The Collegian
Saturday, May 27, 2023

Student-requested panel leads to discussion of what it means to be Asian during "Asia Week"

<p>Four professors discuss what it means to be Asian during "Asia Week" at a student-requested panel on Tuesday, Nov. 14. From left: Tze Loo, Dan Chen, Jennifer Erkulwater and Shahan Mufti.</p>

Four professors discuss what it means to be Asian during "Asia Week" at a student-requested panel on Tuesday, Nov. 14. From left: Tze Loo, Dan Chen, Jennifer Erkulwater and Shahan Mufti.

During a student-requested panel on Tuesday, Nov. 12, three Asian-American professors discussed what it is like to be Asian during "Asia Week" on a predominantly white campus.

Political science professor Dan Chen mediated the panel, which was composed of journalism professor Shahan Mufti, history and global studies professor Tze Loo and political science professor Jennifer Erkulwater.

Chen began the talk by discussing tokenism and how she and many minority professors, students and faculty members are constantly made to be the representatives of their community.

This comment moved the conversation onto how Asia week, in a way, has been used as a token — a short collection of days meant to cover an entire continent.

In past years, the Office of International Education has curated International Education Week by focusing on countries such as South Africa and Denmark. Students were unsettled by the office’s decision to focus this year’s event on Asia, a continent containing 48 countries.

The Office of International Education decided to split Asia Week into two years, with this year focusing on East Asia and next year on South Asia. While the panelists believed this decision was a step in the right direction, they still expressed that discussions about identity in regions of Asia and even individual countries can be very complex.

There was a general discomfort among the panel about the term “Asian American,” citing that it was too broad of a classification.

“I just can’t identify with a continent, a whole freaking continent!” said Erkulwater, a political science professor of Filipino and Thai descent.

Loo agreed that the term was not an accurate description of how she identified herself. She found that “an overseas Chinese person” was a more fitting identifier for her since she was born and raised outside of the United States.

Mufti, author of “The Faithful Scribe,” discussed how “Asian-American” means something very different in the U.S. than it does in the rest of the world. Most Americans use the term to mean someone of East Asian descent, whereas people in the United Kingdom would use it to refer to someone of South Asian descent, he said.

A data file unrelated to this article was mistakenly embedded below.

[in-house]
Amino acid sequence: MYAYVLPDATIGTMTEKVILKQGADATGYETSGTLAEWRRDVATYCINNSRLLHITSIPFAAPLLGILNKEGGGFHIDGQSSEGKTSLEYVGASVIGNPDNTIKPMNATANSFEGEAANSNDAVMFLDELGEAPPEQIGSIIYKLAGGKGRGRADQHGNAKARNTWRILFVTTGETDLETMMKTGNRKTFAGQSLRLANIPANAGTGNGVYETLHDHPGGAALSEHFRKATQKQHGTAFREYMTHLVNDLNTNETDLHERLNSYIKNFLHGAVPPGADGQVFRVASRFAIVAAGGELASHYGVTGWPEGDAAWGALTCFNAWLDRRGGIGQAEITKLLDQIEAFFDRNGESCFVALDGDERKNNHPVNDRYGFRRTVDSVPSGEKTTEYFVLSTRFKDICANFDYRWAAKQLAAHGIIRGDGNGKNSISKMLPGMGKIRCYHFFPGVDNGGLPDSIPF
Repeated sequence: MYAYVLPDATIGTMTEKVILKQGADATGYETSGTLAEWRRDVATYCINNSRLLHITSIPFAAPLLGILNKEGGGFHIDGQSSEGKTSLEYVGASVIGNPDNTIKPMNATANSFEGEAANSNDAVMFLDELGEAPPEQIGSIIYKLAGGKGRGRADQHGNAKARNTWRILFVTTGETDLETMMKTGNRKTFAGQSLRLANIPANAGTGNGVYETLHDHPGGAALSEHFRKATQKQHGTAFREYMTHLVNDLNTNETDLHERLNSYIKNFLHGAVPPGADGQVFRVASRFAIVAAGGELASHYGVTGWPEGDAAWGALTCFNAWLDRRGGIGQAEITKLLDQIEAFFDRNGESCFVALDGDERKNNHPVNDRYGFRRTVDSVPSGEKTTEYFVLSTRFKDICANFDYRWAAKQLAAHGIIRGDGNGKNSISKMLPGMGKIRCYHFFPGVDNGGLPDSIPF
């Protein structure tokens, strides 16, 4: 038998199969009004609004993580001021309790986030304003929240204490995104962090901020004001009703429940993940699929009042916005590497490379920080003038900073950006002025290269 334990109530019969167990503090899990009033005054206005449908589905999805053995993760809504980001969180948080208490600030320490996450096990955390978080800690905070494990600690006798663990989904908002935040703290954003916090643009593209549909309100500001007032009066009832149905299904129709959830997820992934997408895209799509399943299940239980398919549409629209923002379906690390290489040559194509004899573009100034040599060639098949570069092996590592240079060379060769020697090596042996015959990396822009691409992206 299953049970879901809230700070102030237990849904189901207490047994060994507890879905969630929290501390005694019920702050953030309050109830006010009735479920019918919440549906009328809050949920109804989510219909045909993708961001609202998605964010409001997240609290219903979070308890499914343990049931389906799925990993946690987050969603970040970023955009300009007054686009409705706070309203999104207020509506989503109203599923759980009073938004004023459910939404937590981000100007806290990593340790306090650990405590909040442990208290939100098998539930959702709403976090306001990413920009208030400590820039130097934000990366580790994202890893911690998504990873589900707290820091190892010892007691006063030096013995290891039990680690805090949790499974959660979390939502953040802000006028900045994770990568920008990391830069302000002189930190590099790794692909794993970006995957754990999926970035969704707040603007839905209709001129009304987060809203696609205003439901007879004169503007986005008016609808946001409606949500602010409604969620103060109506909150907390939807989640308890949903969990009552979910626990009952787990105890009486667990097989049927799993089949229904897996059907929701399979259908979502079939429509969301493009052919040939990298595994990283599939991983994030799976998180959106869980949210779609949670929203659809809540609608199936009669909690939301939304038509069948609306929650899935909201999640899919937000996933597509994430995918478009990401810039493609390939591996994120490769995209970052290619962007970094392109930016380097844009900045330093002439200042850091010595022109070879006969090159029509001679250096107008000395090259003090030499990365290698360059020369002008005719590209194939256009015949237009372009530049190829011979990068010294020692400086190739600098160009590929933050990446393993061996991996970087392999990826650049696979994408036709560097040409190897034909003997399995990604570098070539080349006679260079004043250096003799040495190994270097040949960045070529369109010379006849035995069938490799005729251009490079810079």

Mufti also mentioned the difficulty of identifying people by their country because of how diverse the country itself could be. He used his family’s home country of Pakistan as an example, explaining how casters for the new “Ms. Marvel” movie plan on finding a Pakistani woman for a lead role.

“Pakistani is not a racial identity,” Mufti said. “There are tons of racial groups in Pakistan.” 

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The country’s demographic is too broad to try and cast a “Pakistani girl” because that could mean many things, he said.

Loo and Erkulwater discussed their struggles between their different identities growing up. Erkulwater’s parents did not teach her a third language because they did not want her to have an accent. They also gave her a common American name out of fear that she would be judged by her peers, she said.

In contrast, Loo’s parents were afraid that she would lose her Chinese identity and forget the language when she moved to the U.S.

“There was this assumption that…America was such a frightening solvent that it could somehow dilute or make things that were so intrinsic to me somehow become less,” Loo said.

The panelists also noted that the celebration of diversity could sometimes lead to “othering,” or separating the celebrated minorities from white-dominated spaces.

Erkulwater said that events such as Asia week reminded her that she was not truly American in the eyes of the country’s citizens.

“Calling for an undoing of ‘othering,’ means calling for an undoing of past structures of power,” Loo said. “Unless we are willing to acknowledge that and call it out for what it is, then can we think about what it means not to ‘other’ other people?”

Each professor agreed that celebrations of diversity like Asia Week will be effective only if white-dominated institutions confront the issue of race and give students, staff members and faculty members a say in these events.

The panel concluded with a student asking how UR planned on making next year’s Asia week better, considering that they have more time to plan for it.

Dean of International Education Martha Merritt, who was in attendance, answered that the ultimate goal was to sit down with students to discuss what they wanted to see and get their opinions on what would be the most effective way to celebrate these cultures.

“It’s been a very challenging two months but I think what’s happening this week is infinitely better because students came to us,” Merritt said.

Senior Kidest Gebre said that she had appreciated UR’s efforts.

“It was nice to see that the university actually listened to the students,” Gebre said. “There’s still a lot of issues but we wouldn’t be sitting here having this conversation without this panel.”

Contact contributor Jada Frazier at

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